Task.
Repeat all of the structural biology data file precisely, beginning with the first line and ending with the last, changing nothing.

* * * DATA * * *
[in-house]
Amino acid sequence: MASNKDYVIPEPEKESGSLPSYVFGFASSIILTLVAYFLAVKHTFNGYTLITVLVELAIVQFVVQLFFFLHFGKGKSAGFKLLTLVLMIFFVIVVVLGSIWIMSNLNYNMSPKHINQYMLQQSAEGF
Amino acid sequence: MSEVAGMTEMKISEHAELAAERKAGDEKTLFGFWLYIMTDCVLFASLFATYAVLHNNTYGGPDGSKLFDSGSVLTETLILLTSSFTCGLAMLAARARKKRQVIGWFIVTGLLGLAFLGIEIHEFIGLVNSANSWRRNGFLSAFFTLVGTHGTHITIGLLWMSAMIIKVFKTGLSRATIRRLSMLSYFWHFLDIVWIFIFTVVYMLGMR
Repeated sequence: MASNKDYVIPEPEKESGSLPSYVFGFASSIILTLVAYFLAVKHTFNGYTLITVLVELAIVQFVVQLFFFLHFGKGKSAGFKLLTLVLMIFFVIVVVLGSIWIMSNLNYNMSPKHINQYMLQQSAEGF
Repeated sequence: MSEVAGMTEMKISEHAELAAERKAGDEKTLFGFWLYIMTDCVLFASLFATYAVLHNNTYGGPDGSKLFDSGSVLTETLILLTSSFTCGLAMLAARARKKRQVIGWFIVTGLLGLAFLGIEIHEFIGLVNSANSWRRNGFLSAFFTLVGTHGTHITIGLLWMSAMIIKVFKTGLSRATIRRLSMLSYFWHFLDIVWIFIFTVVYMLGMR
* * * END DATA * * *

[in-house]
Amino acid sequence: MASNKDYVIPEPEKESGSLPSYVFGFASSIILTLVAYFLAVKHTFNGYTLITVLVELAIVQFVVQLFFFLHFGKGKSAGFKLLTLVLMIFFVIVVVLGSIWIMSNLNYNMSPKHINQYMLQQSAEGF
Amino acid sequence: MSEVAGMTEMKISEHAELAAERKAGDEKTLFGFWLYIMTDCVLFASLFATYAVLHNNTYGGPDGSKLFDSGSVLTETLILLTSSFTCGLAMLAARARKKRQVIGWFIVTGLLGLAFLGIEIHEFIGLVNSANSWRRNGFLSAFFTLVGTHGTHITIGLLWMSAMIIKVFKTGLSRATIRRLSMLSYFWHFLDIVWIFIFTVVYMLGMR
Repeated sequence: MASNKDYVIPEPEKESGSLPSYVFGFASSIILTLVAYFLAVKHTFNGYTLITVLVELAIVQFVVQLFFFLHFGKGKSAGFKLLTLVLMIFFVIVVVLGSIWIMSNLNYNMSPKHINQYMLQQSAEGF
Repeated sequence: MSEVAGMTEMKISEHAELAAERKAGDEKTLFGFWLYIMTDCVLFASLFATYAVLHNNTYGGPDGSKLFDSGSVLTETLILLTSSFTCGLAMLAARARKKRQVIGWFIVTGLLGLAFLGIEIHEFIGLVNSANSWRRNGFLSAFFTLVGTHGTHITIGLLWMSAMIIKVFKTGLSRATIRRLSMLSYFWHFLDIVWIFIFTVVYMLGMR